An Alabama Supreme Court ruling on Feb. 16 that effectively blocked in vitro fertilization in the state, a result that was reversed by state-level legislation, has Democrats champing at the bit and Republicans eager to proclaim their support for IVF.

In late February, Senate Democrats introduced a bill protecting IVF at the federal level, but Republican senators blocked it.

Herrell herself co-sponsored the Life at Conception Act in 2021, a bill declaring “that the right to life guaranteed by the Constitution is vested in each human being at all stages of life, including the moment of fertilization, cloning, or other moment at which an individual comes into being.” (The bill did make clear that it did not want women who end their pregnancies to be subject to criminal prosecution.)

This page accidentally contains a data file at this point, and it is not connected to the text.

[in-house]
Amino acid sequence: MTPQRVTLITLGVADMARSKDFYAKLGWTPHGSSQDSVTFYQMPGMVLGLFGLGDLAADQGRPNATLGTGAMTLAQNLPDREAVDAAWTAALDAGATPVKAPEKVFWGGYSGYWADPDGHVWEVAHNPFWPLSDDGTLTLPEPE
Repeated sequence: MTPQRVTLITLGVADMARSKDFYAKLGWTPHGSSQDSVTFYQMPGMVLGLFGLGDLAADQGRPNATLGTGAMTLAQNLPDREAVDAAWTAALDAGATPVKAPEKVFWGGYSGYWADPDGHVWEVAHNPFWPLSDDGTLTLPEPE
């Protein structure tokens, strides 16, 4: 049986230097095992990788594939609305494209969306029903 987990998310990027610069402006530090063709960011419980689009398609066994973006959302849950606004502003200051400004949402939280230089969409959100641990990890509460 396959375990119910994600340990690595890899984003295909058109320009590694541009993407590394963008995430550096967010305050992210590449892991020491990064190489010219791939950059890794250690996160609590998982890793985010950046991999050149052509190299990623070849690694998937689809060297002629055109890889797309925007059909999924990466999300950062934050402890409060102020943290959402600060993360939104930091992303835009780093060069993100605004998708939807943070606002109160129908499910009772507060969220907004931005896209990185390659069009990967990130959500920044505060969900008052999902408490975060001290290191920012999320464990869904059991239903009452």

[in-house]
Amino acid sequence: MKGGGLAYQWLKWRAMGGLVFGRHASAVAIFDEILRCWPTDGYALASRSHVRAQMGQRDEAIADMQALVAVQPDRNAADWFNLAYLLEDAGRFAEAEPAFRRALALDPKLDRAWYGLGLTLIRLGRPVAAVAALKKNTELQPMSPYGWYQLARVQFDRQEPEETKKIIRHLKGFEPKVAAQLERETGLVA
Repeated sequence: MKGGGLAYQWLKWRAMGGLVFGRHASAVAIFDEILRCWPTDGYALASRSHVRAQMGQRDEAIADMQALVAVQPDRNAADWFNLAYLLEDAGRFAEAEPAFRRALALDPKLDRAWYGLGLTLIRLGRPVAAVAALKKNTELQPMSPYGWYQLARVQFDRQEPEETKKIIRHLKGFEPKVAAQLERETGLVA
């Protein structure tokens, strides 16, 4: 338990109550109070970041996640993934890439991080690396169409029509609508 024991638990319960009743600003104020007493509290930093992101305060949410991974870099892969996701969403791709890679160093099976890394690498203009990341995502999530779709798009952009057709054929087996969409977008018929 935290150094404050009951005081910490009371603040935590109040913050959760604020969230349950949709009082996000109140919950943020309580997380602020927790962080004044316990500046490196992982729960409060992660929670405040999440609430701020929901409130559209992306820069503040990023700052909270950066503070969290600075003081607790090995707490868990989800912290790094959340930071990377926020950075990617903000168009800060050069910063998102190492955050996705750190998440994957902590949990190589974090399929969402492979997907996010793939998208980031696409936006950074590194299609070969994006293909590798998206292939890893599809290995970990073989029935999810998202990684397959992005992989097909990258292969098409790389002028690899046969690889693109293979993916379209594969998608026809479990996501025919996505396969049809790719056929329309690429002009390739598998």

That legislation raises obvious questions about where Herrell stands on IVF, a process that sometimes involves creating embryos that go unused ― presumably contrary to the Life at Conception Act.

Last month, Vasquez said on social media that Herrell “is in lockstep with Alabama’s Supreme Court.” A spokesperson for the National Republican Congressional Committee pushed back, saying Herrell opposes federal restrictions on IVF.

HuffPost reached out to Herrell’s campaign about her position on national abortion restrictions and IVF, as well as her reasons for cutting her anti-abortion position from her 2024 campaign website.

“Yvette is and always will be pro-life. Given the Supreme Court’s Dobbs ruling, she believes this is no longer a federal issue and should be left to the states,” Paul Smith, a campaign spokesperson, said in a statement. “She also fully supports maintaining access to pro-family fertility treatments like IVF.”

Herrell’s campaign did not explicitly say whether she supports Democrats’ bill to protect IVF in federal law.Vasquez barely defeated Herrell in 2022, winning by only about 1,200 votes in a district that President Joe Biden carried by 6 percentage points in 2020. His campaign website makes his pro-choice politics clear on the front page: “Gabe is a fighter for women’s access to reproductive health care, immigration reform, and organized labor.”